Hague Convention, Habitual Residence and Parens Patriae
Habib v Armin, 2014 ONSC 5330
In this international child abduction case, the Court examines the role of parens patriae doctrine in a legislative gap where the Hague Convention did not apply.
The parties married in an Islamic wedding ceremony in England, subsequently married legally in Ontario, and have a young son together. In the two years after the child’s birth, the family traveled extensively, splitting their living arrangements for a few months at a time between Pakistan, Ontario, and England. They lived in Ontario for less than a year then went to stay in Pakistan where the father intended to build a business. The family planned to eventually return to live in Ontario.
While in Pakistan, the mother took the son to stay with her parents. Once the father learned that she had taken him to England, he reported the abduction, returned to Ontario, and commenced an application to have the child returned to Ontario. The mother began proceedings in England and received an ex parte order preventing the child’s removal from the U.K.
To determine whether the child could be returned to Ontario, the Court looked first to the Hague Convention (the Convention).
The Convention intends to preserve whatever custody arrangement existed immediately prior to a unilateral wrongful removal or detention of a child by their parent across international borders to deter them from seeking more sympathetic courts abroad. Any child who was “habitually resident” in a contracting nation must be immediately returned in the face of an action that breaches custody or access rights. A parent cannot unilaterally create a new habitual residence for a child by wrongful removal or retention.
The term “habitual residence” is not defined in the convention. Canadian courts have occasionally looked to the definition set out in the Children’s Law Reform Act (CLRA) to consider whether or not a child is habitually resident in Ontario.
Canadian jurisprudence further provides the following principles:
- Habitual residence is a question of fact to be decided upon based on all the circumstances
- It is the place where the person resides for an appreciable period of time with a ‘settled intention’
- A ‘settled intention’ or ‘purpose’ is an intent to stay in a place whether temporarily or permanently for a particular purpose;
- A child’s habitual residence is tied to that of their custodian
If a period of residence does not clearly indicate a child’s habitual residence, evidence of the parents’ shared intention demonstrating an intention to remain indefinitely or for a certain period of time in that jurisdiction is crucial. The court must determine if the evidence establishes that the child has settled into the new location enough to have a new habitual residence.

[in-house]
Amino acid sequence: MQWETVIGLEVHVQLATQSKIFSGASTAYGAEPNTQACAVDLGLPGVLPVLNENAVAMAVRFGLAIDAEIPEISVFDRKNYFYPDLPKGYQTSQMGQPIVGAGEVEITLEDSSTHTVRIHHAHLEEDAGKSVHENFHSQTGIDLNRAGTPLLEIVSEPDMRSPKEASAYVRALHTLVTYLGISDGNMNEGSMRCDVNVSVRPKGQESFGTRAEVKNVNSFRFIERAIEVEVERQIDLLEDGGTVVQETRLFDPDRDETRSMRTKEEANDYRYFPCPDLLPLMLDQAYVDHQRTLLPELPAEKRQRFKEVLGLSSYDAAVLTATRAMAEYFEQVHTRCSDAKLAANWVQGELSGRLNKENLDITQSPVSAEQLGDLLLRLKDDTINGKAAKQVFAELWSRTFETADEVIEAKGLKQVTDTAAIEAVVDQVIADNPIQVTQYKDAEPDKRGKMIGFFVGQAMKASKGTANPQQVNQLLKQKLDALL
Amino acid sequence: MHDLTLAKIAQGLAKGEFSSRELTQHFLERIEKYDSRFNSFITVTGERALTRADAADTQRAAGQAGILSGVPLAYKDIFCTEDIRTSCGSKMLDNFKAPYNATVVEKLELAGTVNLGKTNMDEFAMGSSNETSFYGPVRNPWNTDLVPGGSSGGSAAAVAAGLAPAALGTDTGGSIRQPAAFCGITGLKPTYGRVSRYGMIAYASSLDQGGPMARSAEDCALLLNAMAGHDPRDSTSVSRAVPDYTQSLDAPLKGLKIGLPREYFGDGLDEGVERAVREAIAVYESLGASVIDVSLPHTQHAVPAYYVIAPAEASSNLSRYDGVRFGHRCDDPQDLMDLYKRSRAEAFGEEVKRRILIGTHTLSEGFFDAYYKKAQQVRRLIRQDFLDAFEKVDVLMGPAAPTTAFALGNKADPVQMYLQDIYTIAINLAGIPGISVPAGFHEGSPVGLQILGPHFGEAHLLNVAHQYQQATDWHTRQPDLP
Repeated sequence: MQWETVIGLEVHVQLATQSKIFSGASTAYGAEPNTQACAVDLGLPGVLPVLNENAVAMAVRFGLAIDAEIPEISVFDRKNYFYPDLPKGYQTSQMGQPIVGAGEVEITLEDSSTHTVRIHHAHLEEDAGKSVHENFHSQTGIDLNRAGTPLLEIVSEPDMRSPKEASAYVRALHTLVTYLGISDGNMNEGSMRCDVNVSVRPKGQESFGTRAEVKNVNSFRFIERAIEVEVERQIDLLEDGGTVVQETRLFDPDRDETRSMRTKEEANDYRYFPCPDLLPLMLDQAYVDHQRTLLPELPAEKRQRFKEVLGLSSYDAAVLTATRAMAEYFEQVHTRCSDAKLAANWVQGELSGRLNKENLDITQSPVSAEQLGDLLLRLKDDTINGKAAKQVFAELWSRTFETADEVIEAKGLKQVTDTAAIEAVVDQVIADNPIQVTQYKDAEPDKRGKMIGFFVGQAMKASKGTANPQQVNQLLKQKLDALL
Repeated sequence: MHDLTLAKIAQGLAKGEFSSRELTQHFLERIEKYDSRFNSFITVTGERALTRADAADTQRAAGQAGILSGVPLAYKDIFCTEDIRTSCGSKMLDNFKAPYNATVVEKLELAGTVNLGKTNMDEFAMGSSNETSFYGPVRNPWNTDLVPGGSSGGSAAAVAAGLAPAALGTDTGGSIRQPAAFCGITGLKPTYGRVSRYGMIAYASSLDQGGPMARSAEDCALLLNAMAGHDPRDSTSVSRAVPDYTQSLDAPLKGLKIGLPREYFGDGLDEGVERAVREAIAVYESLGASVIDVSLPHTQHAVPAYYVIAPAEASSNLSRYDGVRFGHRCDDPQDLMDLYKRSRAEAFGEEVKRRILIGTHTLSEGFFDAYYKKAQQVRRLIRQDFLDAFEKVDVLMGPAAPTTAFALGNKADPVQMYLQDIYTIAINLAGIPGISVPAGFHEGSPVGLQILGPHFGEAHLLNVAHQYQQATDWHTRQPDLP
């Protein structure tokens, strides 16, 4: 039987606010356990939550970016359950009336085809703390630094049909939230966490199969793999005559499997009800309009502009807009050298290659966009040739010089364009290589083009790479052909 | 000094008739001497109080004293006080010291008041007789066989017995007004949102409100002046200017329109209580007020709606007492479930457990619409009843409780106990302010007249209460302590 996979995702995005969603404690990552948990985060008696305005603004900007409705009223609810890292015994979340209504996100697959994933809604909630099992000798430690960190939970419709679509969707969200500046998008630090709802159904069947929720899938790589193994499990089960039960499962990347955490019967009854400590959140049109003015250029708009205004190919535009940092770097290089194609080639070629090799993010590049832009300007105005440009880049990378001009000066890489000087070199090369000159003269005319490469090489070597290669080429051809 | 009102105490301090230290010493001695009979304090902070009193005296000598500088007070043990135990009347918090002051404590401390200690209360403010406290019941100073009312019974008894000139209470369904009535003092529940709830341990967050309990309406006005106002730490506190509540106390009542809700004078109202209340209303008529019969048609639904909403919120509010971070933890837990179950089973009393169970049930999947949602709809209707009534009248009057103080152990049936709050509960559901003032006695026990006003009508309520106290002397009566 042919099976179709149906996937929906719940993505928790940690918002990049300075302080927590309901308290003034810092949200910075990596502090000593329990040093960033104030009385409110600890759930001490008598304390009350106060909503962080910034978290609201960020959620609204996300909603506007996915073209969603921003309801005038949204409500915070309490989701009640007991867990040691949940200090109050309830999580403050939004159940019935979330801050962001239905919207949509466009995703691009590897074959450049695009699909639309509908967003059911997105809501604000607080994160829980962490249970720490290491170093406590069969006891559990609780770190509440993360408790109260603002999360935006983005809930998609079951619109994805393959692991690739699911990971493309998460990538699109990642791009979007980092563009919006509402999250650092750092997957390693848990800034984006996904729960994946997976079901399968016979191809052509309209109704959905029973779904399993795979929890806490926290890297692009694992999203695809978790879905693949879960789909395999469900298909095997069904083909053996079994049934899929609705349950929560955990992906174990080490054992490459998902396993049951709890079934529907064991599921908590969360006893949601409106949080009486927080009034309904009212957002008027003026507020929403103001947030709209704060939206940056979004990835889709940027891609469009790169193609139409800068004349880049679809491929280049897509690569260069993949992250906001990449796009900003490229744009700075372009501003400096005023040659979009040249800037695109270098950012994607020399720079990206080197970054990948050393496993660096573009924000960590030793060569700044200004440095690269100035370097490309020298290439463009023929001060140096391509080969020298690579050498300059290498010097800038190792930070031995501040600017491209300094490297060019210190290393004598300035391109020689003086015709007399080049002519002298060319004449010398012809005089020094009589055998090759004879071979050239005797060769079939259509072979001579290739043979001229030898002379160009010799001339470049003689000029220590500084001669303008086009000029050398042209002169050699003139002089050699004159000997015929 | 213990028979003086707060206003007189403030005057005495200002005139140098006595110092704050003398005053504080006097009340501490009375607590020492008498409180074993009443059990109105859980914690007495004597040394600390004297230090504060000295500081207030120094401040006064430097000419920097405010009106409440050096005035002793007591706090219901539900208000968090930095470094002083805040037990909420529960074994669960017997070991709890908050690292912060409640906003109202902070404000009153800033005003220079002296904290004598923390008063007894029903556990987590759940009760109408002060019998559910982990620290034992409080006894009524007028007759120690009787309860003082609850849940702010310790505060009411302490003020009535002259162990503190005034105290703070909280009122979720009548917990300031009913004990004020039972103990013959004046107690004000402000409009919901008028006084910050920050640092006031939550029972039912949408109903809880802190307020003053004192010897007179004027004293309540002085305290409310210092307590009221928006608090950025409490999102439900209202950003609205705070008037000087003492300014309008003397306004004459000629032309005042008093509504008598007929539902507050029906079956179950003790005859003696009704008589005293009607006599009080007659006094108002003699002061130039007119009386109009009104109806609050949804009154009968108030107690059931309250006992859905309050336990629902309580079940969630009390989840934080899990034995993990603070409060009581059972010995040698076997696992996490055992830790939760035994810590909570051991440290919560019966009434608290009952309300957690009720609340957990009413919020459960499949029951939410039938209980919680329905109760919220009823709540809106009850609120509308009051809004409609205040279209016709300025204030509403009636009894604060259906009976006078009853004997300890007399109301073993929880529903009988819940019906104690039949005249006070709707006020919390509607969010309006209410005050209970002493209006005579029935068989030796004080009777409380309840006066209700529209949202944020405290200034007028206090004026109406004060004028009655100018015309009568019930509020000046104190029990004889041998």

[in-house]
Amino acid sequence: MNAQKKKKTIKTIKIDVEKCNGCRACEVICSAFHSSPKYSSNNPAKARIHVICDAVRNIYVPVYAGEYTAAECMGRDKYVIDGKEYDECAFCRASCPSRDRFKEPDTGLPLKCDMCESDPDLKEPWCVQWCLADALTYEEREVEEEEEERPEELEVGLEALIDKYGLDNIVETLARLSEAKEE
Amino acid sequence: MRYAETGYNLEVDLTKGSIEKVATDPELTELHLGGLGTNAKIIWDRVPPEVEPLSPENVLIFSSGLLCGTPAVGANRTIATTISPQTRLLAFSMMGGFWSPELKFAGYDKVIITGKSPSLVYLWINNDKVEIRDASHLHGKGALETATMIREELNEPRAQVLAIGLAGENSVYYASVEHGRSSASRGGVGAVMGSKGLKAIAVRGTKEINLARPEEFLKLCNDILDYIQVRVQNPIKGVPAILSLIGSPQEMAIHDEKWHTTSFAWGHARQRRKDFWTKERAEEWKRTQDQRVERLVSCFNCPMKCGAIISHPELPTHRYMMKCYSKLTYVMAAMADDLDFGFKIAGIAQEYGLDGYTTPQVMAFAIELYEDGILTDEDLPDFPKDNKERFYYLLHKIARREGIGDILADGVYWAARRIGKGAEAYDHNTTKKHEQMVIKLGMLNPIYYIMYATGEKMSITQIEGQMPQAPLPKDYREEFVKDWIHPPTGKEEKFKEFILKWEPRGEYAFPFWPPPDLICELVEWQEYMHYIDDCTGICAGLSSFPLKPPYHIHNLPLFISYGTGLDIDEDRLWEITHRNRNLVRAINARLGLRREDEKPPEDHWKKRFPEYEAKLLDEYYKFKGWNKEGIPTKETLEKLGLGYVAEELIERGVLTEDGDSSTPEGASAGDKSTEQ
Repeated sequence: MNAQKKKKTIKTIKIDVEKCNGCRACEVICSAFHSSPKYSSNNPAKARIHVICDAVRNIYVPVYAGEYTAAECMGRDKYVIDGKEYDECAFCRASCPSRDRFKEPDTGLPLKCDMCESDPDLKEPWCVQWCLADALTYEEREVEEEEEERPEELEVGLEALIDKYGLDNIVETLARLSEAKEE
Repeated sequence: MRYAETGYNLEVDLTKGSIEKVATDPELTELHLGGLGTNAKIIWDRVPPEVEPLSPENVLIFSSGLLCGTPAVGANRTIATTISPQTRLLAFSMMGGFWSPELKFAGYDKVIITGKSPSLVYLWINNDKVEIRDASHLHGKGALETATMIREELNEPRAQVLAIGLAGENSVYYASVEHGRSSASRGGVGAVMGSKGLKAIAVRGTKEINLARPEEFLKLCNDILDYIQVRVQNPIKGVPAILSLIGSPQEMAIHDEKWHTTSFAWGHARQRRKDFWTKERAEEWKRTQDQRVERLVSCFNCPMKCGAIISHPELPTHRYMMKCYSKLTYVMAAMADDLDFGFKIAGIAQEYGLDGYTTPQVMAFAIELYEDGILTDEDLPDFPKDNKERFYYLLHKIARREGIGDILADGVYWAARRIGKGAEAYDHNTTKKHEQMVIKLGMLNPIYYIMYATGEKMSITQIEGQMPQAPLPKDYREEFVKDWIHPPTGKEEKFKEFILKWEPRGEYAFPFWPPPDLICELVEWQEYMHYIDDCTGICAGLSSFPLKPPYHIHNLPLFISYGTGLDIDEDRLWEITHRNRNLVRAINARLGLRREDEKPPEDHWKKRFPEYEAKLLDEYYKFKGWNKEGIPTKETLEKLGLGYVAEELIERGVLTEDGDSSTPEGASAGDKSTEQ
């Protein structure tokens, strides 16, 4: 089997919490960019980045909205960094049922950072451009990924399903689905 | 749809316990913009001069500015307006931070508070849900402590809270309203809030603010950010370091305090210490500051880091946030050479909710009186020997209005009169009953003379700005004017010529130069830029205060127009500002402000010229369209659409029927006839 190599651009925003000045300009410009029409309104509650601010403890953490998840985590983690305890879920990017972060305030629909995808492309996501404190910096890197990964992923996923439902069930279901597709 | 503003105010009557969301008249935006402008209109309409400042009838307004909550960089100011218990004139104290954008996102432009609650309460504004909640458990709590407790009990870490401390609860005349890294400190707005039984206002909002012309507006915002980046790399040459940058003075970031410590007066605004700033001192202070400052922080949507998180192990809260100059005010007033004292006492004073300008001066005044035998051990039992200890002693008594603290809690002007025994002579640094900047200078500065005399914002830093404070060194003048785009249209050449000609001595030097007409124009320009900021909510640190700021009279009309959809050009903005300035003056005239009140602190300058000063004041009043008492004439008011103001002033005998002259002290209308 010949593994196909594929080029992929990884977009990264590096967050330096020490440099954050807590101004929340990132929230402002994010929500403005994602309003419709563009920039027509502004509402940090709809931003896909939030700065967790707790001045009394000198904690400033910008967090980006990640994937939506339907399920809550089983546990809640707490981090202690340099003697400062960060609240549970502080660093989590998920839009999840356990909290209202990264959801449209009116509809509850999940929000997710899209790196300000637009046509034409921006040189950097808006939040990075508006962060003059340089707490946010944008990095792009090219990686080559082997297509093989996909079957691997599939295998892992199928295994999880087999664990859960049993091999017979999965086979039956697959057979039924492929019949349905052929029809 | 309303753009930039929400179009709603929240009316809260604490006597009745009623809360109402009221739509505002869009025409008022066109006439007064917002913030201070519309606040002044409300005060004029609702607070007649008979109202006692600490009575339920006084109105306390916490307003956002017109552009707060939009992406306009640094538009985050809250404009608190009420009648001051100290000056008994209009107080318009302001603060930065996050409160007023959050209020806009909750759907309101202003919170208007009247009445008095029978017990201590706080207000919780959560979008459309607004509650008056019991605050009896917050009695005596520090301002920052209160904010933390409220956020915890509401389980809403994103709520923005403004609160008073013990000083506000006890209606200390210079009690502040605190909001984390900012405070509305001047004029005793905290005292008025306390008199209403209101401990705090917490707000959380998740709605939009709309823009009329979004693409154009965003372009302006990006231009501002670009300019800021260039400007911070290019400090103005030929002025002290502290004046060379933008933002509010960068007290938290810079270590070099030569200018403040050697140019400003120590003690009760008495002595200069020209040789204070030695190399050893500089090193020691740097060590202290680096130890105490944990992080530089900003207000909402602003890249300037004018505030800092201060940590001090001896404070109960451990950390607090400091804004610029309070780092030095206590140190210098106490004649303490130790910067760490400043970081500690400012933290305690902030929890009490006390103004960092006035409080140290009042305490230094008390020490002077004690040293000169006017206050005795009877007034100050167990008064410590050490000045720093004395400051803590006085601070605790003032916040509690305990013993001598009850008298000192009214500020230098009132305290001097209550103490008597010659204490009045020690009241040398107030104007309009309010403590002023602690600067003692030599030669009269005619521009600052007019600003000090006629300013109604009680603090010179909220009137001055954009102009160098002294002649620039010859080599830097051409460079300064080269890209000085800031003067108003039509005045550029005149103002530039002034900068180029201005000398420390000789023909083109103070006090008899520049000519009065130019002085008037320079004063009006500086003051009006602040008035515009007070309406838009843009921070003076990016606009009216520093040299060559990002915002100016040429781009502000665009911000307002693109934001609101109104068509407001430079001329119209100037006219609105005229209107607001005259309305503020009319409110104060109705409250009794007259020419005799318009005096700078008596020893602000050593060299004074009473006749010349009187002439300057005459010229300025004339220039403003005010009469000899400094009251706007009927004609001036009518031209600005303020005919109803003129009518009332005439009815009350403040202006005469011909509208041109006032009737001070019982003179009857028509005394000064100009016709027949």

Under the CLRA, Ontario courts have jurisdiction to make custody or access orders only in certain circumstances which generally require either the child’s habitual residence or physical presence in Ontario.
Did the Convention Apply?
The Court concluded that the Convention was not application for two reasons.
First, the boy was neither habitually resident in Ontario or England as he was wrongfully removed from Pakistan. Even if Pakistan was the child’s habitual residence, it is not a contracting state to the Convention.
Second, the parent’s last shared common intention was to return to Ontario. The Court found that the family was in a transitory stage and thus the child had no habitual residence at the time of his removal from Pakistan due to that comment intention. There was compelling evidence they intended to reside temporarily in Pakistan and eventually return to live in Ontario. This intention to eventually settle in Ontario was bolstered by the parties owning a family home in the province and the mother’s recently secured Canadian immigration status, Social Insurance Number and Ontario Health Card.
As the child was neither habitually resident nor physically present in Ontario at the commencement of the father’s application, s. 22(1)(a), s. 22(b), s. 23 of the CLRA were not engaged to allow the Court to exercise is jurisdiction.
Since this left the child in a precarious position, the Court turned to its inherent power under parens patriae doctrine for a solution to exercise its jurisdiction over the child. While it is inappropriate to apply parens patriae to circumvent legislation, there was no such conflict in this case.
Even though Ontario was not the child’s habitual residence, the Court found a real and substantial connection between the family, the child, and the province at the time of the wrongful removal. Their move to Pakistan from Ontario was always meant to be temporary with a long-term intention of returning. Thus it was in Ontario where evidence of the boy’s best interests must be considered. As such, it was necessary for the Court to engage parens patriae to assume jurisdiction over the custody and access of this child to protect him.
The Court granted the father temporary custody and ordered the mother to return the child to him in Ontario.